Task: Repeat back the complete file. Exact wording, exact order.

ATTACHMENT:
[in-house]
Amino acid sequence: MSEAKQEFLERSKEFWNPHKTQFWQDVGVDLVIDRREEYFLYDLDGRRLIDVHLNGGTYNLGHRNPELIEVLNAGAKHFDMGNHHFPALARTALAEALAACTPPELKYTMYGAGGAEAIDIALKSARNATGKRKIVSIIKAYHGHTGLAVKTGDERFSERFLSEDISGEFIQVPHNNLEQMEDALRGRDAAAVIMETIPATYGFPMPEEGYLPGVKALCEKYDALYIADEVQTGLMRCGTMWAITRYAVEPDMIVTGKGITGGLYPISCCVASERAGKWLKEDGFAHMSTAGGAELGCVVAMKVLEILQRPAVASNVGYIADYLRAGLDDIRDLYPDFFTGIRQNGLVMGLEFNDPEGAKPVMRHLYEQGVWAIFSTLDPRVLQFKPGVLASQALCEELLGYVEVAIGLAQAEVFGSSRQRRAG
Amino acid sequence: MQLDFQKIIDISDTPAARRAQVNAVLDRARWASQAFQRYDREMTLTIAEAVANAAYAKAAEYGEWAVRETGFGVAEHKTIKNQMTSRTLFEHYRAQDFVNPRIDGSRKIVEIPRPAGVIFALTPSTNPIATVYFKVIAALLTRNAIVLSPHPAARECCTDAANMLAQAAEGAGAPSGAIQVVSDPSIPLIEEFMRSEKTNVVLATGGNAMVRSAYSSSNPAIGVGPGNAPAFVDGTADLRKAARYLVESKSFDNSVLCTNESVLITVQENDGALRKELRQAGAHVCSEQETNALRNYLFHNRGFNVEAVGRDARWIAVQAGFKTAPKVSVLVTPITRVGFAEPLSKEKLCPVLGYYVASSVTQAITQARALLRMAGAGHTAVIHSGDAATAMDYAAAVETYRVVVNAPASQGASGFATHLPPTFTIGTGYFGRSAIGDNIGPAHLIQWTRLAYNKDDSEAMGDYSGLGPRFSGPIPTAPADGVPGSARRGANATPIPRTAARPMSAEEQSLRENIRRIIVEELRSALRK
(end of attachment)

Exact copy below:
[in-house]
Amino acid sequence: MSEAKQEFLERSKEFWNPHKTQFWQDVGVDLVIDRREEYFLYDLDGRRLIDVHLNGGTYNLGHRNPELIEVLNAGAKHFDMGNHHFPALARTALAEALAACTPPELKYTMYGAGGAEAIDIALKSARNATGKRKIVSIIKAYHGHTGLAVKTGDERFSERFLSEDISGEFIQVPHNNLEQMEDALRGRDAAAVIMETIPATYGFPMPEEGYLPGVKALCEKYDALYIADEVQTGLMRCGTMWAITRYAVEPDMIVTGKGITGGLYPISCCVASERAGKWLKEDGFAHMSTAGGAELGCVVAMKVLEILQRPAVASNVGYIADYLRAGLDDIRDLYPDFFTGIRQNGLVMGLEFNDPEGAKPVMRHLYEQGVWAIFSTLDPRVLQFKPGVLASQALCEELLGYVEVAIGLAQAEVFGSSRQRRAG
Amino acid sequence: MQLDFQKIIDISDTPAARRAQVNAVLDRARWASQAFQRYDREMTLTIAEAVANAAYAKAAEYGEWAVRETGFGVAEHKTIKNQMTSRTLFEHYRAQDFVNPRIDGSRKIVEIPRPAGVIFALTPSTNPIATVYFKVIAALLTRNAIVLSPHPAARECCTDAANMLAQAAEGAGAPSGAIQVVSDPSIPLIEEFMRSEKTNVVLATGGNAMVRSAYSSSNPAIGVGPGNAPAFVDGTADLRKAARYLVESKSFDNSVLCTNESVLITVQENDGALRKELRQAGAHVCSEQETNALRNYLFHNRGFNVEAVGRDARWIAVQAGFKTAPKVSVLVTPITRVGFAEPLSKEKLCPVLGYYVASSVTQAITQARALLRMAGAGHTAVIHSGDAATAMDYAAAVETYRVVVNAPASQGASGFATHLPPTFTIGTGYFGRSAIGDNIGPAHLIQWTRLAYNKDDSEAMGDYSGLGPRFSGPIPTAPADGVPGSARRGANATPIPRTAARPMSAEEQSLRENIRRIIVEELRSALRK